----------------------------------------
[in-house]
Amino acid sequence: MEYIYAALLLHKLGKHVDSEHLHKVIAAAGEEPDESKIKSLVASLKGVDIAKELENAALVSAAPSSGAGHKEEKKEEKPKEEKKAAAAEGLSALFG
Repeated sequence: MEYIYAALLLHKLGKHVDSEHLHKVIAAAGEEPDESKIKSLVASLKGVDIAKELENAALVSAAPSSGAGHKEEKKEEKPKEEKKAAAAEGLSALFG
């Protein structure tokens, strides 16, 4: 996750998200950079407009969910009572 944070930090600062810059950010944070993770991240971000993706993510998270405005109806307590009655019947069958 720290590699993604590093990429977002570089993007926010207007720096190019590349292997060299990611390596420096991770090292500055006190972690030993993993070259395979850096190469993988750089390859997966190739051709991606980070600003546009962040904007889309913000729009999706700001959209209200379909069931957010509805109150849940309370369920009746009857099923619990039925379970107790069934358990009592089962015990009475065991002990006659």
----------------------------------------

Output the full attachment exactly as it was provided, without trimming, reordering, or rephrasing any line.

[in-house]
Amino acid sequence: MEYIYAALLLHKLGKHVDSEHLHKVIAAAGEEPDESKIKSLVASLKGVDIAKELENAALVSAAPSSGAGHKEEKKEEKPKEEKKAAAAEGLSALFG
Repeated sequence: MEYIYAALLLHKLGKHVDSEHLHKVIAAAGEEPDESKIKSLVASLKGVDIAKELENAALVSAAPSSGAGHKEEKKEEKPKEEKKAAAAEGLSALFG
């Protein structure tokens, strides 16, 4: 996750998200950079407009969910009572 944070930090600062810059950010944070993770991240971000993706993510998270405005109806307590009655019947069958 720290590699993604590093990429977002570089993007926010207007720096190019590349292997060299990611390596420096991770090292500055006190972690030993993993070259395979850096190469993988750089390859997966190739051709991606980070600003546009962040904007889309913000729009999706700001959209209200379909069931957010509805109150849940309370369920009746009857099923619990039925379970107790069934358990009592089962015990009475065991002990006659």